Birmingham, England, was known as “the first manufacturing town in the world.” Catalogs emerged in the 1700s as an effective way to market industrial design, including brass hardware and decorative objects.

Lace Patterns

The Hewitt sisters introduced American designers to historic design sources, including Italian engraver Cesare Vecellio’s influential Renaissance-era lace patterns, which continue to inspire lace makers today.

Influential Interiors

They collected books not only for their beauty but also for their innovation, quality of workmanship, and instructional value. Charles Busby’s early interior design pattern book inspired American architects to incorporate neoclassical designs into their homes.

Cabinet of Curiosities

Dutch pharmacist Albertus Seba (1665–1736) devoted his life to collecting exotic plants and animals. His richly illustrated books document his cabinet of curiosities—a precursor of the modern museum. He commissioned hand-colored illustrations to document his extensive collection of plants, animals, and other curiosities, including a squid.

His work served as a model for future books on collecting and classification, but it is also a landmark of artistry and design.

Hundreds of unique objects, excelling in beauty of design and of exquisite workmanship... have been fruitful sources of inspiration and in constant use by artist artisans.

— Eleanor Hewitt

Thomas Chippendale

The gentleman and cabinet-maker's director
London, 1754

Birmingham brass catalog

Birmingham, England, ca. 1780s

Cesare Vecellio

Corona delle nobili, et virtuose donne
Venice, Italy, 1592

Charles Augustin Busby

A collection of designs for modern embellishments
London, ca. 1834

Albertus Seba

Locupletissimi rerum naturalium thesauri accurata descriptio
Amsterdam, 1734–1765

Why Did He Collect?

Jacques Francais

Collector Jacques Francais (1923–2004) came from a family with a passion for violins. After immigrating to America from France, he became a world-renowned violin dealer and expert. The books he collected cover all aspects of string instruments, from their history and design to the musicians who played them.

Jacques Francais

Photo by Isabelle Francais,
Courtesy of Beatrice Francais

Encyclopedia of Musical Instruments

Gabinetto armonico (Harmonic cabinet) by the Italian Jesuit scholar and collector Filippo was one of the earliest books to describe and illustrate every known musical instrument. It features ancient percussion instruments, early pipe organs, medieval lutes, and elaborate horns, as well as exotic instruments from the New World.

Filippo Buonanni

Gabinetto armonico pieno d'istromenti sonori
Rome, 1722

Smithsonian Libraries Collects

Illustrated Children’s Books

Stories can be powerful tools for learning. Smithsonian Libraries collects illustrated children’s books that offer diverse perspectives on history and culture. Written and illustrated by African American and American Indian authors and artists, these books are used both as teaching tools and objects of study at Smithsonian museums, including the Anacostia Community Museum.

Centuries of Struggle

Shauna Collier, a Smithsonian librarian, collected illustrated children’s books on African American history and culture for the Anacostia Community Museum Library.

Shauna Collier

Smithsonian librarian
Courtesy of Liz O’Brien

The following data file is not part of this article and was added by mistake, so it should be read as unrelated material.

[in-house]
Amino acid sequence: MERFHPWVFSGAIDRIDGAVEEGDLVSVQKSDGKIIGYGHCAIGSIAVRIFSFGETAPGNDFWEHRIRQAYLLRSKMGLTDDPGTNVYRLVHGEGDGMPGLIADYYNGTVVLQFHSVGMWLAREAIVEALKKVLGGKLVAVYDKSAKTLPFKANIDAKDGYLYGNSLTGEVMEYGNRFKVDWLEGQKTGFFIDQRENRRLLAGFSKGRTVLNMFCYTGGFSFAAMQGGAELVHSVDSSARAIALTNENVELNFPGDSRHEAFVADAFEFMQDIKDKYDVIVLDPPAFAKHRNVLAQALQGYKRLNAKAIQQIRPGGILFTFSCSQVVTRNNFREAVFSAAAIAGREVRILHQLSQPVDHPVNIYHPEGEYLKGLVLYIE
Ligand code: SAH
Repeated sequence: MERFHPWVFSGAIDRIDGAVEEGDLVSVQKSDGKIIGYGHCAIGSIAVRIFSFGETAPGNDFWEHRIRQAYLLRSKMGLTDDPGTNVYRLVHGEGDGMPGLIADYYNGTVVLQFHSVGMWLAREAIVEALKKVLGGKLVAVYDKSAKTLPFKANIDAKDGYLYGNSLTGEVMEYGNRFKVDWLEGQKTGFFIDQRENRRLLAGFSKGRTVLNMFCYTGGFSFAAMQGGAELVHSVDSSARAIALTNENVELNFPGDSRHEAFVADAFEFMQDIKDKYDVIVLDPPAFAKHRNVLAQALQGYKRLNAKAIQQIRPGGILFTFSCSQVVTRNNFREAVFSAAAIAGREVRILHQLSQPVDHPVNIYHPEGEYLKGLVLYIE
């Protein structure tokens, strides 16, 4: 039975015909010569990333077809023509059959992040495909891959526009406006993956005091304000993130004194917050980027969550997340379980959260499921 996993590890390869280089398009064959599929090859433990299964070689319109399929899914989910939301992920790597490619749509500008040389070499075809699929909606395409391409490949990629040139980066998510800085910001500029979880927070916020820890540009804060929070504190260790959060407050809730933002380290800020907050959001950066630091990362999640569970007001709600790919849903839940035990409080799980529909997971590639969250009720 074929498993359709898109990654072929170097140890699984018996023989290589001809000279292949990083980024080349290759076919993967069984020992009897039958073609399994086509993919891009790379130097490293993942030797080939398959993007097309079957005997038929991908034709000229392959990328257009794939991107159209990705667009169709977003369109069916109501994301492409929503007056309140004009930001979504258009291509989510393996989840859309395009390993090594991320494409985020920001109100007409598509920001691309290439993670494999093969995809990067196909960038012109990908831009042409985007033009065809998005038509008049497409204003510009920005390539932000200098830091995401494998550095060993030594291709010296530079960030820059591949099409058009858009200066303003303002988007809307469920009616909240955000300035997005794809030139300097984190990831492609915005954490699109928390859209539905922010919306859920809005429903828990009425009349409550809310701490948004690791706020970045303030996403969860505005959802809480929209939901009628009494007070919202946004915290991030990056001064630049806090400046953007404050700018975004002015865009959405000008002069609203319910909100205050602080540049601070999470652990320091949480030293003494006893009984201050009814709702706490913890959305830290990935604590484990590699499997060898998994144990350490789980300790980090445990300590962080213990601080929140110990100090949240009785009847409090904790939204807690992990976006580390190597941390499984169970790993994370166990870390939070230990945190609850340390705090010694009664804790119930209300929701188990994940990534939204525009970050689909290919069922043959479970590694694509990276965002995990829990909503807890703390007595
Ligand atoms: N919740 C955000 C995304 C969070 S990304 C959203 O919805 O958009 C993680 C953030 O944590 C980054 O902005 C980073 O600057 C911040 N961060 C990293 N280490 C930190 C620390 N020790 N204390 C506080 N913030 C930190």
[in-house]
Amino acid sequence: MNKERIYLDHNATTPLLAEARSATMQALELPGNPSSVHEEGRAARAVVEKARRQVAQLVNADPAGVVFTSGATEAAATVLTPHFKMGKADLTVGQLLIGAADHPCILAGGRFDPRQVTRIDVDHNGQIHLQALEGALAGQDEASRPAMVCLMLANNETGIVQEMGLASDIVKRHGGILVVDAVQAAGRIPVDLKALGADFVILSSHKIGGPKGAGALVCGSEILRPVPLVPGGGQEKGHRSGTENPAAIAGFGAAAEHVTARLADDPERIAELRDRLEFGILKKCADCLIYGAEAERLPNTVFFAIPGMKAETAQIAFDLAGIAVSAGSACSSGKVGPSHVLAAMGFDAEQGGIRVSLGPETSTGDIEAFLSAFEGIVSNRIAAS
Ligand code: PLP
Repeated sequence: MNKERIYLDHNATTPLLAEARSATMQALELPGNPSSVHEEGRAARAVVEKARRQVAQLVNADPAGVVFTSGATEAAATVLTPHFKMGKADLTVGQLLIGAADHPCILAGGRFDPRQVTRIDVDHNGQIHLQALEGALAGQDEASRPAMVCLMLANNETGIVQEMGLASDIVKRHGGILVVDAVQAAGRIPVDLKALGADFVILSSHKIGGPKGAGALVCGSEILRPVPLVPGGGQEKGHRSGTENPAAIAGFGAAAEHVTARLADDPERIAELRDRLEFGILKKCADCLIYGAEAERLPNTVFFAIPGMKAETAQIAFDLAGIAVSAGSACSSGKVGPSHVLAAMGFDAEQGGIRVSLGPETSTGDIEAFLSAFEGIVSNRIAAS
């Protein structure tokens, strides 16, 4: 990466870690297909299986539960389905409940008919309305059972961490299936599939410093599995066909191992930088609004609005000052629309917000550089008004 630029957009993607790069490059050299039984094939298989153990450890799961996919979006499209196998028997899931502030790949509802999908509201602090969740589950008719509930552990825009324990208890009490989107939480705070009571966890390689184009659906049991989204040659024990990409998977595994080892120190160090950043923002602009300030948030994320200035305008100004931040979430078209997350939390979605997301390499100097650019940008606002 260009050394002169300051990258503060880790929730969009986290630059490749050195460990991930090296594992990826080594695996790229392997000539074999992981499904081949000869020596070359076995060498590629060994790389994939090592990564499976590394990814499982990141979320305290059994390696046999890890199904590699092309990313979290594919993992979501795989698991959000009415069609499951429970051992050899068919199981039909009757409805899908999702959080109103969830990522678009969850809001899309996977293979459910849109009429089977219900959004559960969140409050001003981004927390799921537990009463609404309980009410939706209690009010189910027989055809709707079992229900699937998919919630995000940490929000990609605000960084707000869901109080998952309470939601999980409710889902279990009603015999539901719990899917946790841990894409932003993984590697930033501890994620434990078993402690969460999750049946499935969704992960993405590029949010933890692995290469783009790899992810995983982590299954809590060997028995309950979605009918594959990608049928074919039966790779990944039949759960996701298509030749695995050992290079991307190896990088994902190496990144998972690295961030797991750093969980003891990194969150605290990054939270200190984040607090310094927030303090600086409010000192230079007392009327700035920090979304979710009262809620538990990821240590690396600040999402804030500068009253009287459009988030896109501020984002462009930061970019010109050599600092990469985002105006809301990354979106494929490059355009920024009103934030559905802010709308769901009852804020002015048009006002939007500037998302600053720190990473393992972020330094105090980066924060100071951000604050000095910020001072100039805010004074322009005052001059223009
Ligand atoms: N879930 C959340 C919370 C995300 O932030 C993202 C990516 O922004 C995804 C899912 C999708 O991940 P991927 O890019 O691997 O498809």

Sioux Stories

Professor H. Paul Friesema and his wife Jane were deeply committed to American Indian rights. They donated more than 25,000 books on American Indian culture, art, and history to the Smithsonian.

Jane R. and H. Paul Friesema

Courtesy of Jane Friesema

Among them is the Singing Sioux Cowboy Reader, an illustrated collection of poems in English and Dakota Sioux by Ann Nolan Clark, a teacher and advocate for American Indian children.

Kadir Nelson

Heart and Soul: The Story of America and African Americans
New York, 2011

Heart and Soul traces the African American experience from slavery to the presidency of Barack Obama. The story is told from the perspective of an elderly African American woman, recounting her family’s history.

Ann Nolan Clark

Singing Sioux Cowboy Reader
Illustrated by Andrew Standing Soldier
Lawrence, Kans., 1947
From the library of H. Paul and Jane R. Friesema

Why Did He Collect?

James Howard Fraser

Librarian James Howard Fraser (1934–2013) had many interests, including graphic design, photography, and children’s books. He specialized in collecting Eastern European graphic design, including avant-garde Czech book designs from the years between World War I and II, a passion he shared with his cousin and benefactor Emma Joy Dana.

James Howard Fraser

Courtesy of the Fairleigh
Dickinson University Archive

Avant-Garde Book Designs

Czechoslovakia was a prolific center of avant-garde book design during the 1920s and ’30s, led by an influential group of poets, writers, artists, and designers. James Howard Fraser collected examples of book designs that spanned artistic movements, including Poetism, Constructivism, Surrealism, and Socialist Realism.

James Fraser was more than a collector, he was an explorer. His discovery of lost artifacts and documentation of them . . . increased scholarship in an area of art and politics that had long been ignored.

— Steven Heller, MFA Design Co-chair,
School of Visual Arts, New York

Karel Teige (ed.)

Prague, 1928

Leonid Leonov

Cesta na océan
[Road to the ocean]

Prague, 1936

Josef Čapek

Diktátorské boty
[The dictator’s boots]

Prague, 1937

B. Horneková, J. Vaněk, and Z. Rossmann (eds.)

Civilisovaná žena / Zivilisierte Frau
[The civilized woman]

Brno, Czechoslovakia, 1929

George Bernard Shaw

Obrácení Kapitána Brassbounda; přeložili Vladimir Procházka a Karel Mušek
[Captain Brassbound’s Conversion]

Prague, 1932

Jindřich Honzl

Sláva a bída divadel. Režisérův zápisník.
[The glory and poverty of the theaters. A director’s notebook.]

Prague, 1937